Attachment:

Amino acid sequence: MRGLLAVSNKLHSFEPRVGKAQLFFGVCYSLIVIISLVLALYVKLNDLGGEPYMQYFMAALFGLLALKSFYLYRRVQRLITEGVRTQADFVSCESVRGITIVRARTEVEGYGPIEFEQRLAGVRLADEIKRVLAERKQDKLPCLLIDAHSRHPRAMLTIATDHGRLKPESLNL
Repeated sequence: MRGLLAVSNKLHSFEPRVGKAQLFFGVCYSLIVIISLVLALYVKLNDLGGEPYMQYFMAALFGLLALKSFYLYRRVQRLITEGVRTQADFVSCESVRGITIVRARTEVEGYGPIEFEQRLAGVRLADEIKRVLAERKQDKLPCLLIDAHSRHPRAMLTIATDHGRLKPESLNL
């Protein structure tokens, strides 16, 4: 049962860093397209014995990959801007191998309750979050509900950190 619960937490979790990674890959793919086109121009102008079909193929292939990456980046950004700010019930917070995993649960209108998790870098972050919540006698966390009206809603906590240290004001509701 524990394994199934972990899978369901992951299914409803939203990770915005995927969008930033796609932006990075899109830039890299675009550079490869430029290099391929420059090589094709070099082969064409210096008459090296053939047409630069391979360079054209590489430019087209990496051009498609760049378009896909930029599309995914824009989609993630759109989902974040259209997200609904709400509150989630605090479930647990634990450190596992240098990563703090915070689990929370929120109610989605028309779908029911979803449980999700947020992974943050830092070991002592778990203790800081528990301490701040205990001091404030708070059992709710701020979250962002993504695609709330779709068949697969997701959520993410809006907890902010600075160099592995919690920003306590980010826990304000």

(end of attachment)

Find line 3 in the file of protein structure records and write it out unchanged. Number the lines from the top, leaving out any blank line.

């Protein structure tokens, strides 16, 4: 049962860093397209014995990959801007191998309750979050509900950190 619960937490979790990674890959793919086109121009102008079909193929292939990456980046950004700010019930917070995993649960209108998790870098972050919540006698966390009206809603906590240290004001509701 524990394994199934972990899978369901992951299914409803939203990770915005995927969008930033796609932006990075899109830039890299675009550079490869430029290099391929420059090589094709070099082969064409210096008459090296053939047409630069391979360079054209590489430019087209990496051009498609760049378009896909930029599309995914824009989609993630759109989902974040259209997200609904709400509150989630605090479930647990634990450190596992240098990563703090915070689990929370929120109610989605028309779908029911979803449980999700947020992974943050830092070991002592778990203790800081528990301490701040205990001091404030708070059992709710701020979250962002993504695609709330779709068949697969997701959520993410809006907890902010600075160099592995919690920003306590980010826990304000």